The government’s “pitiful” catch-up funding will leave millions of children without extra support, Labour has warned – as new analysis shows pupils in England lost eight weeks of school teaching this year.
Keir Starmer’s party said 346 million days of face-to-face learning were lost to England’s pupils during the academic year gone by because of disruption caused by the Covid crisis.
The opposition party urged the government to consider putting £15bn into catch-up funding – warning that the current £1.4bn package could leave many of the poorest pupils behind.
The government’s recovery tsar Sir Kevan Collins quit his post in June in protest at a funding plan he described as falling “far short of what is needed” to alleviate the impact of the pandemic on children’s learning.
The catch-up funding – amounting to £6,000 per year for each primary school – was denounced by school leaders as “pitiful”.
New Labour analysis shows that around 560,000 year 11 students will leave secondary school this summer without any of the government’s catch-up support, while over the next four years nearly two million pupils will miss out necessary recovery support.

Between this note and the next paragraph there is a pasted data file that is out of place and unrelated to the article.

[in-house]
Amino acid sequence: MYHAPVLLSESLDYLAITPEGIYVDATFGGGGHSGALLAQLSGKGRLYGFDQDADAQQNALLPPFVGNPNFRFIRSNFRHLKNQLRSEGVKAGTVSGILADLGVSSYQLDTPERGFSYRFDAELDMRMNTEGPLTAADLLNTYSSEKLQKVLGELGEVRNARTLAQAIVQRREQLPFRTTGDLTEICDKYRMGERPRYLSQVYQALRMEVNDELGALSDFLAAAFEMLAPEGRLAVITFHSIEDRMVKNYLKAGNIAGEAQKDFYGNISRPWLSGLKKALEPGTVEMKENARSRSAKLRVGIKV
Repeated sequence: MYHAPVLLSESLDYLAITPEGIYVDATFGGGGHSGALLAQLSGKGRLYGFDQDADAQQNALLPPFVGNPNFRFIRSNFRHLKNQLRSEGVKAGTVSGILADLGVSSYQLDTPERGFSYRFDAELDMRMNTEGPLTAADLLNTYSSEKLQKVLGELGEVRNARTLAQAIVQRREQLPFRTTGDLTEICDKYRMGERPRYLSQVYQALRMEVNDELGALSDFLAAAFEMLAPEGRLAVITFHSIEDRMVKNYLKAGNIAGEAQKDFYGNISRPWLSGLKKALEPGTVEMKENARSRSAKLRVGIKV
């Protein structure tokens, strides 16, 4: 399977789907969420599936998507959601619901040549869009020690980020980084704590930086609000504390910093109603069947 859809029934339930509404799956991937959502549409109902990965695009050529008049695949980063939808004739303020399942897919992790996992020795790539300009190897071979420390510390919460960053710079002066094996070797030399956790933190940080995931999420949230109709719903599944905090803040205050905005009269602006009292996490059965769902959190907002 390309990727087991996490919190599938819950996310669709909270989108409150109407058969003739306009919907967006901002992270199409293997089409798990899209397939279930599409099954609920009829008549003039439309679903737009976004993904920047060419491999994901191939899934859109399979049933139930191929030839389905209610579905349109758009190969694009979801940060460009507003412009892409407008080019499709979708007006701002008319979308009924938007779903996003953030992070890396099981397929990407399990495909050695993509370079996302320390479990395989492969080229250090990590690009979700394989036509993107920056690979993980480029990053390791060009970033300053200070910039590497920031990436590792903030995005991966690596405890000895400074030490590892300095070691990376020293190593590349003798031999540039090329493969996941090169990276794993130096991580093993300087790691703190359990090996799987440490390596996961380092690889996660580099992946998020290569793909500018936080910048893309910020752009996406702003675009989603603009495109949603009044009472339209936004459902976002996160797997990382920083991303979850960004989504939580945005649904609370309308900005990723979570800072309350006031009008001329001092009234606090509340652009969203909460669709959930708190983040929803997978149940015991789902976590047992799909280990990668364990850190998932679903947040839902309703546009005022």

The party warned that lost teaching time had not been felt evenly during the pandemic – and some more required more catch-up support than others. Pupils on free school meals are 30 per cent more likely to have been out of school in the autumn term, according to its analysis.
Kate Green MP, Labour’s shadow education secretary, said: “The Conservatives have treated children as an afterthought failing to keep them learning together in school with their friends.
“Ministers have now compounded this failure with an utterly inadequate recovery plan which will leave millions of children without any additional support, showing a shocking lack of ambition for their future ambitions and life chances.
“Labour has set out a bold plan to invest in our children’s futures, compensating for the Conservatives’ failures over the last year ... It’s time for the Conservatives to get behind Labour’s plan and match our ambition for children’s futures.”
Labour’s warning comes ahead of almost 800,000 pupils receiving their A-level, GCSE and BTEC results this week – with expectations of record-breaking numbers of top-scoring results based on teacher assessments, as well as tests done in schools.
The opposition and teaching unions have accused the government of failing to set out how it will make sure results are fair for pupils who have missed most time in school – with concerns being raised that the most advantaged pupils are set to benefit from the system.
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